In the past three election cycles, Schock’s campaign and PAC spent $85,622 on luxury hotels, about half of which were four- and five-star outfits, including the Waldorf Astoria in Chicago, the famed Breakers in Palm Beach, Fla., and the Beverly Wilshire in Beverly Hills, Calif.

…CREW says the group first flagged Schock’s champagne tastes while scouring House members’ financials for a report titled “Family Affair.” In that analysis, they noted that Schock had used campaign funds for a fancy hotel stay in Greece (he later repaid the campaign) and for DVDs of the P90X fitness routine (billed under “healthcare,” by the way).

Other purchases included:

$5,522 on what the campaign called “office equipment” from Euro Trash, an Illinois-based antique-import and design business whose must-see Web site (dig the massive chandeliers and to-die-for European antiques) declares that “everyone can and should live well.” Shearer, though, said the campaign purchased used office furniture, not antiques.

$1,565 in “travel expenses” from “J Bondi Inc.” in Beverly Hills. Shearer says this was for concert tickets (that company, CREW says, appears to be a holding company owned by Elton John).

$859 on “gifts” from Storks Snapshots ($407) and the Bare Belly Boutique ($452), upscale maternity boutiques in Illinois. We’re still awaiting an explanation from Shearer on that one.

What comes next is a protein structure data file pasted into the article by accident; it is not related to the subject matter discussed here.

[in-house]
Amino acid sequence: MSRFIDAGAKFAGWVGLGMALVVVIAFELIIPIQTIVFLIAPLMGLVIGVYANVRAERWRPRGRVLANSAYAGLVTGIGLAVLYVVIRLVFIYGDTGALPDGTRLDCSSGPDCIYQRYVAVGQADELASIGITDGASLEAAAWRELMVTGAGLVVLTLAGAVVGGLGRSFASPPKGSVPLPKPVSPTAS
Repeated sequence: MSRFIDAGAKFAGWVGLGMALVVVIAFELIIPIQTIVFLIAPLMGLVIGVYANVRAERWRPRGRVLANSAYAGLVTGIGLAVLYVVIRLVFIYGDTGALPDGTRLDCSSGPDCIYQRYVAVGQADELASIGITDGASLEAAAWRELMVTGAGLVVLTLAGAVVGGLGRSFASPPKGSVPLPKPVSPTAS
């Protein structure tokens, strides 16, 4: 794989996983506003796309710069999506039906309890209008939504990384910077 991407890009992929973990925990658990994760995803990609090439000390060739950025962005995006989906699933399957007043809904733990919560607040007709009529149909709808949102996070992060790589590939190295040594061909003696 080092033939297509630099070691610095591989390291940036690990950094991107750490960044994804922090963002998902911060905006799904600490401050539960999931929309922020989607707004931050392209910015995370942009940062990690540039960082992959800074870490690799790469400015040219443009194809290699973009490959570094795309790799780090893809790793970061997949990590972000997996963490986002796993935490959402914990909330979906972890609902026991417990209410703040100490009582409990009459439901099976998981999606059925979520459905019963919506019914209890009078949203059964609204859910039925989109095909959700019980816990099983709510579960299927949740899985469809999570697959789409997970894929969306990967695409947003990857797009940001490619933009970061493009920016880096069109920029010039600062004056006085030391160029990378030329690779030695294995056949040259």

One of the big problems with closet cases is that because they grow accustomed to living a lie to hide their sexual identity, they inevitably slip into lying about everything, the way normal people take a breath of fresh air or a sip of water. And eventually mental illness sets in. Living in the closet is a sick thing conservatives force on their own gays. And right-wing gays see how normal gay men and women live their lives and they are eager to see their own party dragged into modern times. But, like Schock, they are too scared to do anything about it. There are a dozen active Republican homosexuals in Congress now-- and not one of them has come out… while gay Democrats are getting married and having children and leading normal, healthy lives. Man up, Aaron; it's not too late to save yourself. Don't wait 'til you're caught doing something sexually embarrassing.

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You Remember Miami's Ex-Rep David Rivera, Right?


Florida GOP crooks Alliegro and Rivera

We've been on his case for a long time but this isn't about him beating up a woman or even his crooked fundraising or even about the free-flowing-drugs-and-shady-cash party house he and Marco Rubio maintained in Tallahassee-- or even about how he managed to finance his extravagant and expensive lifestyle. All the evidence of Rivera, who was defeated in a reelection bid last cycle by Joe Garcia, immersing himself in gangsterism is leading to a trial and yesterday intrepid Miami Herald reporter Marc Caputo had the latest scoop on Rivera.